at 100, 350, and 1,650 m) and in only one part
of the range, we believe that further ﬁ eld work
may reveal additional exciting ornithological
discoveries in the Fojas. It is apparent from
Diamond’s work and ours that the end of the
calendar year is the nonbreeding “quiet” season
for birds. Field work undertaken in August–
September may thus encounter more avian song
and breeding activity and potentially reveal cer-
tain retiring species that have been overlooked
by Diamond and us.
Our ﬁ eld work in the Foja Mountains fur-
ther validates Diamond’s (1985) suggestion
that these mountains represent a signiﬁ cant
biodiversity resource that merits large-scale
conservation. The Fojas are currently desig-
nated as a wildlife sanctuary (suaka margasatwa),
but this remains in essence a “paper park.” We
suggest that the entire mountain range merits a
management plan and that additional research
should be invested in delineating the distribu-
tion of all globally restricted-range species
inhabiting the Fojas. In addition, and perhaps
more importantly, Conservation International
is working with indigenous forest-dwelling
communities inhabiting the fringes of the Fojas
to delineate a long-term comanagement plan
Beehler et al.
1008 [Auk, Vol. 124
for this important forest block. We believe that
these communities are the local stewards of
one of New Guinea’s most remarkable natural
We thank the Indonesian Institute of Sciences
(LIPI), the Local Forestry Oﬃ ces (BKSDA) in
Papua, the Department of Forests, Directorate
General of Forest Protection and Nature
Conservation, and the Ministry of Interior, for
permission to conduct ﬁ eldwork in Indonesian
New Guinea. We gratefully thank D. Darnaedi,
Director of the Research Center for Biology
of LIPI, for his strong support of the scien-
tiﬁ c collaboration between the Conservation
International team and his Indonesian scientiﬁ c
team. We thank Conservation International
Indonesia for abundant assistance and support
of our ﬁ eld expedition, especially J. Supriatna,
I. Budiningrum, and the Mamberamo ﬁ eld team.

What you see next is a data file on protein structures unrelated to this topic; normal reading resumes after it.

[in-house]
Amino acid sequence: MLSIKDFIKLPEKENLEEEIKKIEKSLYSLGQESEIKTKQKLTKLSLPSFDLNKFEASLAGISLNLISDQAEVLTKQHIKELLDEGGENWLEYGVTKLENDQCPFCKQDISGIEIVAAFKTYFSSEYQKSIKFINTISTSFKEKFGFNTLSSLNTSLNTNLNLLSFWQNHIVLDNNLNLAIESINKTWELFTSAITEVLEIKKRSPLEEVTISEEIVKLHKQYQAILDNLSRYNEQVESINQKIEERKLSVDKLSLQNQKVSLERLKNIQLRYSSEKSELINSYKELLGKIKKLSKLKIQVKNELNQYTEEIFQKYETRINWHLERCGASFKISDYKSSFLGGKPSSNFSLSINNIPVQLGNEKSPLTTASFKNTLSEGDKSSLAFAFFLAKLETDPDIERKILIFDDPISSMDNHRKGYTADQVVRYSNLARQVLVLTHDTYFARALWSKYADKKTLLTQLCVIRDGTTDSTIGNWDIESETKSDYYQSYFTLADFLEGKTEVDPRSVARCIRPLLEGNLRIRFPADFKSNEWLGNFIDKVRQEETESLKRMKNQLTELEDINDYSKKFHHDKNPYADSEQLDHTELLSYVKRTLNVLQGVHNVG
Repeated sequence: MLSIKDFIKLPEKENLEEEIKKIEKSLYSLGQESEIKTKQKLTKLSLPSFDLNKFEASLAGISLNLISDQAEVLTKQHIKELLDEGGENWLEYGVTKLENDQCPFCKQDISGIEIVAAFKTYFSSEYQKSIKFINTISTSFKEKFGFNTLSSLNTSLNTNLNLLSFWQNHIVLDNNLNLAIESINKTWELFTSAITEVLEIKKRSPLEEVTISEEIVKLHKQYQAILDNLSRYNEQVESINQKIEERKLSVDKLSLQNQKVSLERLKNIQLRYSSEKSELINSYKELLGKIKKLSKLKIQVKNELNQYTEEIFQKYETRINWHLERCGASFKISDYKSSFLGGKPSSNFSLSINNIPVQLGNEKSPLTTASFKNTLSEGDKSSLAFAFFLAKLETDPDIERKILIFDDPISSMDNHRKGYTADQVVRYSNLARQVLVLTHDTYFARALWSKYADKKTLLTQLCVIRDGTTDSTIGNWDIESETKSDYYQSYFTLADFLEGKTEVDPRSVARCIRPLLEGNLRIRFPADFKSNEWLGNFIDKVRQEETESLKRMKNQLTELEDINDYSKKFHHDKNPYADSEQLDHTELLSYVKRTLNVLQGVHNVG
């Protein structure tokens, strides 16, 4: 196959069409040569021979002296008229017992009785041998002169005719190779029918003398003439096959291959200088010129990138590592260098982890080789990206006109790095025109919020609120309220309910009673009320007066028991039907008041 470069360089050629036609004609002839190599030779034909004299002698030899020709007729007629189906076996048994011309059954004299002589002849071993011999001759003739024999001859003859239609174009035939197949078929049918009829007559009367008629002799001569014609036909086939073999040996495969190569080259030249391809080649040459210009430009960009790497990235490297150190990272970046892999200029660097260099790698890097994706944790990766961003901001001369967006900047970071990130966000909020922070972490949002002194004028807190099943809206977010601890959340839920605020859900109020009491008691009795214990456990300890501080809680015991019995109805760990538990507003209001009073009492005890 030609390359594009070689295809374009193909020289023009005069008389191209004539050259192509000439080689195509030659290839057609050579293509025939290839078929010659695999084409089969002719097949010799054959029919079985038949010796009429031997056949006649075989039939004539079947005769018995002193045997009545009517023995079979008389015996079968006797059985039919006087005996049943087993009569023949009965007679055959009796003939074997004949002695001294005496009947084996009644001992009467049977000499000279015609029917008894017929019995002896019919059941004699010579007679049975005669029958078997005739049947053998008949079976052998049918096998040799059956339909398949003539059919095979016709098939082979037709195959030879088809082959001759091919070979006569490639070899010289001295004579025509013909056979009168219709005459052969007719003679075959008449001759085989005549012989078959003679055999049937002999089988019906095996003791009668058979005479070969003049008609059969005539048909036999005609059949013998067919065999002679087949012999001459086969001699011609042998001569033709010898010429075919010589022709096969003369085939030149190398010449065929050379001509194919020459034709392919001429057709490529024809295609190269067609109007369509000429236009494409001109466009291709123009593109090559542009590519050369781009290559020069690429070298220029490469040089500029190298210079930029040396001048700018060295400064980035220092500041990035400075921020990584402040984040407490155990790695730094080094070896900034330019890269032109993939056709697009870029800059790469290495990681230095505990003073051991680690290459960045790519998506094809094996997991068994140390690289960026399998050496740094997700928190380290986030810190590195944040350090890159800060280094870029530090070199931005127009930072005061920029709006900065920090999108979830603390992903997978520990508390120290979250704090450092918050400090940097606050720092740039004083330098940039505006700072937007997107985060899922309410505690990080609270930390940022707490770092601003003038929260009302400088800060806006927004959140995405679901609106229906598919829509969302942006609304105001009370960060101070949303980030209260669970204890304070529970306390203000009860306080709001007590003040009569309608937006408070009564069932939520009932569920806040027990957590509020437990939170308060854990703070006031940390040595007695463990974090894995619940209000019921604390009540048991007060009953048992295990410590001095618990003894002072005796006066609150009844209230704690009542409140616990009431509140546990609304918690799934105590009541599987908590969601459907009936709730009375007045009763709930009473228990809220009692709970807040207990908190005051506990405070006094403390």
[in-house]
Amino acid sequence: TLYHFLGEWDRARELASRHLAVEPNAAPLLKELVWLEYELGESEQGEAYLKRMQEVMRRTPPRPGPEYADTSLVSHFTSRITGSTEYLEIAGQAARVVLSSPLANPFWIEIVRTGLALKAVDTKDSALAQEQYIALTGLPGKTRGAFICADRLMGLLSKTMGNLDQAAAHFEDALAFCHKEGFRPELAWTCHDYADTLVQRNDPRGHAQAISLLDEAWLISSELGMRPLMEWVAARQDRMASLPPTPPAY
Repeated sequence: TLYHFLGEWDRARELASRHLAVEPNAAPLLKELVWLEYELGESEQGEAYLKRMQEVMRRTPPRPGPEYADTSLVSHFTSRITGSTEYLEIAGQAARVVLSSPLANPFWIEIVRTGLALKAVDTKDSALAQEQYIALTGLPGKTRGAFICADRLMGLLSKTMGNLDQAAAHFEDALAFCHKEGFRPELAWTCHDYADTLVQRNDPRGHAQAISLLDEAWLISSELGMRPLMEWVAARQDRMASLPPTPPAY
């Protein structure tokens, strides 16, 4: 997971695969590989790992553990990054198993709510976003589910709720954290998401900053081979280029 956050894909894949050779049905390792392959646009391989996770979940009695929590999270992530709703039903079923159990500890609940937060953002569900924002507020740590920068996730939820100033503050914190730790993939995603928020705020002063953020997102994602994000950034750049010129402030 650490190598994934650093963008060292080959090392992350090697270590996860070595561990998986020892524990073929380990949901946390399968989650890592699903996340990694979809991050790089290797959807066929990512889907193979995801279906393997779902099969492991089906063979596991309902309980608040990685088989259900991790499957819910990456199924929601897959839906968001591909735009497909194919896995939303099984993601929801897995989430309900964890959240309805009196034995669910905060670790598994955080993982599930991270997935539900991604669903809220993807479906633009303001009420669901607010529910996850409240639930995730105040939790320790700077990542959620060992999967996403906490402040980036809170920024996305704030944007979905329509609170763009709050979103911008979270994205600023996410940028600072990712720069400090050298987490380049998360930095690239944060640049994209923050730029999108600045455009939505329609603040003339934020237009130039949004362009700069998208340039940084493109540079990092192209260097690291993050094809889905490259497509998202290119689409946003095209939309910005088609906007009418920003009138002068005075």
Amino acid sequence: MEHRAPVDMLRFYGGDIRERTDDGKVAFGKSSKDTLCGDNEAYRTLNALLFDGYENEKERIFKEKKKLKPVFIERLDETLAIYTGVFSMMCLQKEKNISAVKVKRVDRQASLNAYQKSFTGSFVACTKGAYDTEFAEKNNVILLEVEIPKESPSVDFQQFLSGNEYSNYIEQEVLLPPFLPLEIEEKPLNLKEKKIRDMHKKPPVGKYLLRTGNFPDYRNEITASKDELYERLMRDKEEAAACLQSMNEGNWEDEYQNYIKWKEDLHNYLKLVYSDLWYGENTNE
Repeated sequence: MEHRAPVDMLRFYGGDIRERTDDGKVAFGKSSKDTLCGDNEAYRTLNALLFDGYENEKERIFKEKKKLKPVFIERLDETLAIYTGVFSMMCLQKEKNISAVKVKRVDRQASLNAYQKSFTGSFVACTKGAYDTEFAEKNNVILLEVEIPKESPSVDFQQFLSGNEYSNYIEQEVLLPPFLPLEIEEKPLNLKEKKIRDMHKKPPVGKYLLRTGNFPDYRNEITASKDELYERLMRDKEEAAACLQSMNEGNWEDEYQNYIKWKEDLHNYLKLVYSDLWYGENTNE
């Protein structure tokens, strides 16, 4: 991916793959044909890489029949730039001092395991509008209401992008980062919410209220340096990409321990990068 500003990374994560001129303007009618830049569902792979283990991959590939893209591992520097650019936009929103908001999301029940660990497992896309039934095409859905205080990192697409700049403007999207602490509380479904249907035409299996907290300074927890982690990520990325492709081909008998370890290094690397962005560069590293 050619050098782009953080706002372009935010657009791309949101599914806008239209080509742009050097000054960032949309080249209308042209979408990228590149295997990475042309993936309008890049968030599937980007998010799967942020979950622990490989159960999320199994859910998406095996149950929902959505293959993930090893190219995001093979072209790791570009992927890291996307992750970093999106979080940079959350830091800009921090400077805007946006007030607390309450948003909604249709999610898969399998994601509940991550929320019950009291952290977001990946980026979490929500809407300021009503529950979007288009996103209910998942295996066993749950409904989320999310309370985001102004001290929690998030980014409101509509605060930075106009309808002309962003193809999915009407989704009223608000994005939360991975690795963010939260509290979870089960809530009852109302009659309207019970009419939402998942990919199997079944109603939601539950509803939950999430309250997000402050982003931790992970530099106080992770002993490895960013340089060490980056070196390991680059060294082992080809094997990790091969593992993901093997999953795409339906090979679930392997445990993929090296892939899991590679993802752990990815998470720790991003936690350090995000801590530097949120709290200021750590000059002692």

Our ﬁ eld work in the Foja Mountains could
not have proceeded without the hospitality
and partnership of the people of Kwerba and
Papasena villages, especially P. I. Tawani and
P. T. Kawena. HeliMission made its helicopter
available to us, without which our montane
survey could not have taken place. We salute
S. Richards, co-leader of this expedition, for all
that he did to ensure its success. We thank R. C.
Banks, J. M. Diamond, K. Helgen, M. LeCroy,
R. Pasquier, P. Rasmussen, D. Wilcove, and two
anonymous reviewers for technical and editorial
suggestions that improved this paper. The proj-
ect was generously supported by grants from the
Swi Foundation, the Gordon and Be y Moore
Foundation, the National Geographic Society,
and the Global Environment Project Institute.
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Associate Editor: N. S. Sodhi
Character Matrix for Melipotes and
1. Facial wa le: 0 = present.
2. Wa le type: 0 = semicircular and ocular, 1 =
circular and facial, 2 = circular and with pen-
3. Wa le color, at rest: 0 = yellow-orange, 1 =
4. Body size: 0 = large, 1 = medium.
5. Contour plumage background color: 0 =
black, 1 = gray.
6. Ventral plumage pa ern: 0 = plain, 1 = pale
spo ed–streaked, 2 = mo led–scalloped.
7. Undertail coverts plumage pa ern: 0 =
dark, 1 = ochre.
8. Chin plumage: 0 = dark, 1 = distinctly
paler, contrasting breast; 2 = slightly paler than
9. Wing patch: 0 = present, 1 = absent.
10. Sociability: 0 = sociable, 1 = solitary.
11. Vocalization: 0 = vocal, 1 = mildly vocal,
2 = silent.
12. Wing sound production: 0 = present, 1 =
13. Bill morphology: 0 = short and straight.
14. Diet: 0 = highly frugivorous.
Note: Characters 1, 13, and 14 are included to
demonstrate characters linking Macgregoria with
Melipotes (see Cracra and Feinstein 2000).
Appendix 2. Character matrix for the Macgregoria–Melipotes lineage.
Character Macgregoria Melipotes Melipotes Melipotes Melipotes
number Character pulchra ater gymnops fumigatus carolae
1 Facial wa le 0 0 0 0 0
2 Wa le type 0 1 1 1 2
3 Wa le color 0 0 0 0 1
4 Body size 0 0 1 1 1
5 Contour plumage color 0 0 1 1 1
6 Ventral plumage pa ern 0 1 1 2 2
7 Undertail coverts 0 0 1 0 0
8 Chin plumage 0 1 0 1 2
9 Wing patch 0 1 1 1 1
10 Sociability 0 0 1 1 1
11 Vocalization 0 0 1 1 2
12 Wing sound production 0 1 1 1 1
13 Bill morphology 0 0 0 0 0
14 Diet 0 0 0 0 0